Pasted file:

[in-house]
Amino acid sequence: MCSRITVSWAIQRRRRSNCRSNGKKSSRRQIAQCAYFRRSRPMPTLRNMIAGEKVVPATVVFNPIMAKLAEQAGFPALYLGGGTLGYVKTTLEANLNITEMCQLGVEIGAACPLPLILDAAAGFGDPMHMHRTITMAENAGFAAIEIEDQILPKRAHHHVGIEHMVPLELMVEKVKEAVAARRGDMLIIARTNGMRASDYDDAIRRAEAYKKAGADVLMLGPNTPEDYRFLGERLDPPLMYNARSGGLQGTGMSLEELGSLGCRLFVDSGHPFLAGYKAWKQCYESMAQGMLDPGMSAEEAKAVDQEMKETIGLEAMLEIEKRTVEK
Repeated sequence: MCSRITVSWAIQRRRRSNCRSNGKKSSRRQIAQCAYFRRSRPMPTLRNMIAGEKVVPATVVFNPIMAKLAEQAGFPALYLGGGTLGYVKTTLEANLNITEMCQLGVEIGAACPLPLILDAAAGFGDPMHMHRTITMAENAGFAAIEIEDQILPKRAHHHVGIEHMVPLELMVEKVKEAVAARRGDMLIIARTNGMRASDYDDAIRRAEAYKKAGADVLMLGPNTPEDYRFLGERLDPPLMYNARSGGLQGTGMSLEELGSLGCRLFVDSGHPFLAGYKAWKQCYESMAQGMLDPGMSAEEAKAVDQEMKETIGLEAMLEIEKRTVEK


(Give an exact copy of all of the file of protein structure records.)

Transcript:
[in-house]
Amino acid sequence: MCSRITVSWAIQRRRRSNCRSNGKKSSRRQIAQCAYFRRSRPMPTLRNMIAGEKVVPATVVFNPIMAKLAEQAGFPALYLGGGTLGYVKTTLEANLNITEMCQLGVEIGAACPLPLILDAAAGFGDPMHMHRTITMAENAGFAAIEIEDQILPKRAHHHVGIEHMVPLELMVEKVKEAVAARRGDMLIIARTNGMRASDYDDAIRRAEAYKKAGADVLMLGPNTPEDYRFLGERLDPPLMYNARSGGLQGTGMSLEELGSLGCRLFVDSGHPFLAGYKAWKQCYESMAQGMLDPGMSAEEAKAVDQEMKETIGLEAMLEIEKRTVEK
Repeated sequence: MCSRITVSWAIQRRRRSNCRSNGKKSSRRQIAQCAYFRRSRPMPTLRNMIAGEKVVPATVVFNPIMAKLAEQAGFPALYLGGGTLGYVKTTLEANLNITEMCQLGVEIGAACPLPLILDAAAGFGDPMHMHRTITMAENAGFAAIEIEDQILPKRAHHHVGIEHMVPLELMVEKVKEAVAARRGDMLIIARTNGMRASDYDDAIRRAEAYKKAGADVLMLGPNTPEDYRFLGERLDPPLMYNARSGGLQGTGMSLEELGSLGCRLFVDSGHPFLAGYKAWKQCYESMAQGMLDPGMSAEEAKAVDQEMKETIGLEAMLEIEKRTVEK